In the Spotlight: Christopher Long
Reading a series of posts such as these is almost bound to give rise to the false impression that Bethlem and the Maudsley have been solely populated by writers, artists and architects. We anticipated and cautioned against this from the outset. A truly representative notion of the people the hospitals treated could only be gained by trawling through the records of the bank clerks, mechanics, clergymen, farmers, engineers, dress makers, teachers, doctors, governesses, domestic servants, housewives and unemployed people who spent time as patients. For the most part, knowledge of the character and achievements of these and many others remained within the circle of their acquaintance, and did not prove enduring. There must be many stories of extraordinary courage, endeavour, fortitude and weakness, hope and disappointment, virtue and vice contained in the records of these ‘ordinary’ people of the past.
One story of which we recently became aware is that of Christopher Long (1902-1924), whose undergraduate studies at Cambridge University were cut short by psychotic illness and hospitalisation at the Maudsley in 1923. Long had been reading medicine at Cambridge but his real passion was speleology, or caving. In his first year, he spent all his time outside term exploring, extending and surveying Stump Cross Caverns near Pateley Bridge in Yorkshire, and in 1922 founded the University’s first caving club, the Troglodytes, into which he apparently herded all his friends.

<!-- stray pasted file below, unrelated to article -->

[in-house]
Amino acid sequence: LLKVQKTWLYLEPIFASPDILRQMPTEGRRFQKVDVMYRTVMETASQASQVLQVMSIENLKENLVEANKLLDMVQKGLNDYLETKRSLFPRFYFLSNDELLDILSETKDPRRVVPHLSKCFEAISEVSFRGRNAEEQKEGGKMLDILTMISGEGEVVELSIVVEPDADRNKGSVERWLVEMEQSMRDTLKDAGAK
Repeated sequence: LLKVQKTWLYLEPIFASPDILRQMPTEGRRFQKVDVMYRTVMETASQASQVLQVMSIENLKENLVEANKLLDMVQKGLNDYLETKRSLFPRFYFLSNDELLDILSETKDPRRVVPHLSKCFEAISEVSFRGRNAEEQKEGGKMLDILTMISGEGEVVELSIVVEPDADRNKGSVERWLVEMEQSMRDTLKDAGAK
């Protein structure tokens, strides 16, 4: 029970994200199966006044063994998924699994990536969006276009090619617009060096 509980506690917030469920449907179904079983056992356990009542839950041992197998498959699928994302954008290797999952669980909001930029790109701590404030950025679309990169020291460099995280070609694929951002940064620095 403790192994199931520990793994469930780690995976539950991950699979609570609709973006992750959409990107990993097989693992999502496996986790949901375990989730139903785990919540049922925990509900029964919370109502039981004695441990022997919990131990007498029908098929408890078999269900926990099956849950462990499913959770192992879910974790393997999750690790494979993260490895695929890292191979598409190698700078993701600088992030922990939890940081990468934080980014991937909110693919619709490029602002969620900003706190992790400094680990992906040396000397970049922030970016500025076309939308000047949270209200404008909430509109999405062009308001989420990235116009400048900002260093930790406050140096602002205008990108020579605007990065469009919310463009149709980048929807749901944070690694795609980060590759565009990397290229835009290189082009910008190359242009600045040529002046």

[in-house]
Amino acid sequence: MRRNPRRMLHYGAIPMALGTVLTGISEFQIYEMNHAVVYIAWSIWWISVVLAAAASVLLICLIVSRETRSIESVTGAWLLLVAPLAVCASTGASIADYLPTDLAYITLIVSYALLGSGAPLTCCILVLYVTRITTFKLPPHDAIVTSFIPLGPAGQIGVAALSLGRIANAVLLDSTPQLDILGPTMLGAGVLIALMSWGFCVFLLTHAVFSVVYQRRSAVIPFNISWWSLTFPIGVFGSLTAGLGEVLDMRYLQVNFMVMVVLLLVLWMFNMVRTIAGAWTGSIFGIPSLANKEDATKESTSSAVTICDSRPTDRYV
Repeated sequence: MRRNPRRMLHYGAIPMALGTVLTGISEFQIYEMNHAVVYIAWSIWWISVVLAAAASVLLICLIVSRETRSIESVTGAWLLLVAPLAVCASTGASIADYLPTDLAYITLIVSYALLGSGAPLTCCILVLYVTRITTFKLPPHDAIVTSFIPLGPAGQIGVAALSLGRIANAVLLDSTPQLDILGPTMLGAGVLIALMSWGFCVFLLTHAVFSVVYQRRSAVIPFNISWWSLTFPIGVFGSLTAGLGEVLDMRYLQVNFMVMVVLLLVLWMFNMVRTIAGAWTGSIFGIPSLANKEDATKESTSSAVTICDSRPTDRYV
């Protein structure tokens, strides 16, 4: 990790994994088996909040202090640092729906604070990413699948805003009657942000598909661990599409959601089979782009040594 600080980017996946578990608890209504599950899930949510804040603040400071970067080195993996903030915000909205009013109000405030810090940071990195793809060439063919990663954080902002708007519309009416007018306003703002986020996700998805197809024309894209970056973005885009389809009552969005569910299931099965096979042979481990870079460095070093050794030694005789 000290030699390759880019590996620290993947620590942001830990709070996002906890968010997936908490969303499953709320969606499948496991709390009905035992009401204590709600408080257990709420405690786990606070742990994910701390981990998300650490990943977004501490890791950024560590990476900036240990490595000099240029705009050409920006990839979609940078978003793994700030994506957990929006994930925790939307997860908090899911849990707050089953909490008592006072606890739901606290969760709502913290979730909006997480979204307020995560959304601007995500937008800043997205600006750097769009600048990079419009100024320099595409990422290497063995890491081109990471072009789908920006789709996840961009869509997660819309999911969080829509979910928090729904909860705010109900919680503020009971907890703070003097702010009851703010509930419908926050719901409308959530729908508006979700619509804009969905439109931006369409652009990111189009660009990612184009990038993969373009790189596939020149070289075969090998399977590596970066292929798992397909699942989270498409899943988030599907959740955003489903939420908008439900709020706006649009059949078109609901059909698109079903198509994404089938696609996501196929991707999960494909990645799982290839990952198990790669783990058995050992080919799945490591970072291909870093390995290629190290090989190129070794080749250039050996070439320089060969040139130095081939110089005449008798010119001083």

Long’s admission to the Maudsley took place on 7 April 1923, a day after a suicide attempt which his friends and doctors put down to overstrain, depression and nervous breakdown. He came to the Maudsley as a voluntary patient but, perhaps not finding his time there therapeutic, discharged himself after three weeks and made for the Mendip and Quantock Hills in Somerset. There Long extended and surveyed Holwell Cave. Maybe work of this sort was more restorative to him than hospital treatment – or maybe his labours were fuelled by manic energy? Certainly by then he was self-medicating on the sedative chloral hydrate to combat his insomnia.
In the summer of 1923, Long returned to Yorkshire, where he was the first to discover White Scar Caves near Chapel-le-Dale. His preparations to open it to tourists were tragically cut short, along with his promising career, by his death at the age of 22 by overdose of chloral hydrate. At the subsequent coroner’s inquest, according to Dr Stephen Craven, “no evidence was presented that Long had intended to kill himself at that time” –the overdose may well have been accidental. In any event, caving had lost someone described by friends and colleagues as “a genuine enthusiast”, a “fine character” and “an indefatigable worker”.1